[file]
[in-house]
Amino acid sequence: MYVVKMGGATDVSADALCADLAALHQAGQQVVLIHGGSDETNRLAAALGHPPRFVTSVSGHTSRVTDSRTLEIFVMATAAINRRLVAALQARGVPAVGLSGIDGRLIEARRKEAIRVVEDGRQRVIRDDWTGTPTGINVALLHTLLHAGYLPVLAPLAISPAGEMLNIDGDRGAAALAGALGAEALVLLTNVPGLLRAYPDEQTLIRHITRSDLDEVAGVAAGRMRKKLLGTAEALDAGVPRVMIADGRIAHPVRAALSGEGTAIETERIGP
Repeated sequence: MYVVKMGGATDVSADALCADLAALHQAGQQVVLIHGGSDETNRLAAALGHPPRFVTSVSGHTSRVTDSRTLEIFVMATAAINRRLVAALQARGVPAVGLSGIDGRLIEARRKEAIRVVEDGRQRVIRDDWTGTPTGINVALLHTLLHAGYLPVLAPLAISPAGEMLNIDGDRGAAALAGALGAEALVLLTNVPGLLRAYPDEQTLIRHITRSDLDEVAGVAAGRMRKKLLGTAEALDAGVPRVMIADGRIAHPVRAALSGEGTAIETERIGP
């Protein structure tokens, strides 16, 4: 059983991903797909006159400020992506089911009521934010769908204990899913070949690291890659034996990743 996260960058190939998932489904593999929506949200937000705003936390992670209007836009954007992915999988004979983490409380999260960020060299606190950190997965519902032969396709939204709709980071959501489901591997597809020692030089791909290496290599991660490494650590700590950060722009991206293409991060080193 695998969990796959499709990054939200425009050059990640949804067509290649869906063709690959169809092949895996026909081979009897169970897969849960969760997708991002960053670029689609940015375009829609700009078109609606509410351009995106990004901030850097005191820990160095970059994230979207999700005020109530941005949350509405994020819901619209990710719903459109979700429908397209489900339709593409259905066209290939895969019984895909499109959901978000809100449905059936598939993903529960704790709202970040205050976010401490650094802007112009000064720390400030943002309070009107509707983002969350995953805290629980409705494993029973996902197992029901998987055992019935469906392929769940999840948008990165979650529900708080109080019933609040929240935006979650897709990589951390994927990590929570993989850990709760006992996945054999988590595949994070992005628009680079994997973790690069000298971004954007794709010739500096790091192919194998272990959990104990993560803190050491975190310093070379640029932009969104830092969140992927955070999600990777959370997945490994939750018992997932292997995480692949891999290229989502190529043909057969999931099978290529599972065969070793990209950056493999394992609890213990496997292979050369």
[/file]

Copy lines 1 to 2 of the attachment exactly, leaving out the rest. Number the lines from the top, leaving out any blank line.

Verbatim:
[in-house]
Amino acid sequence: MYVVKMGGATDVSADALCADLAALHQAGQQVVLIHGGSDETNRLAAALGHPPRFVTSVSGHTSRVTDSRTLEIFVMATAAINRRLVAALQARGVPAVGLSGIDGRLIEARRKEAIRVVEDGRQRVIRDDWTGTPTGINVALLHTLLHAGYLPVLAPLAISPAGEMLNIDGDRGAAALAGALGAEALVLLTNVPGLLRAYPDEQTLIRHITRSDLDEVAGVAAGRMRKKLLGTAEALDAGVPRVMIADGRIAHPVRAALSGEGTAIETERIGP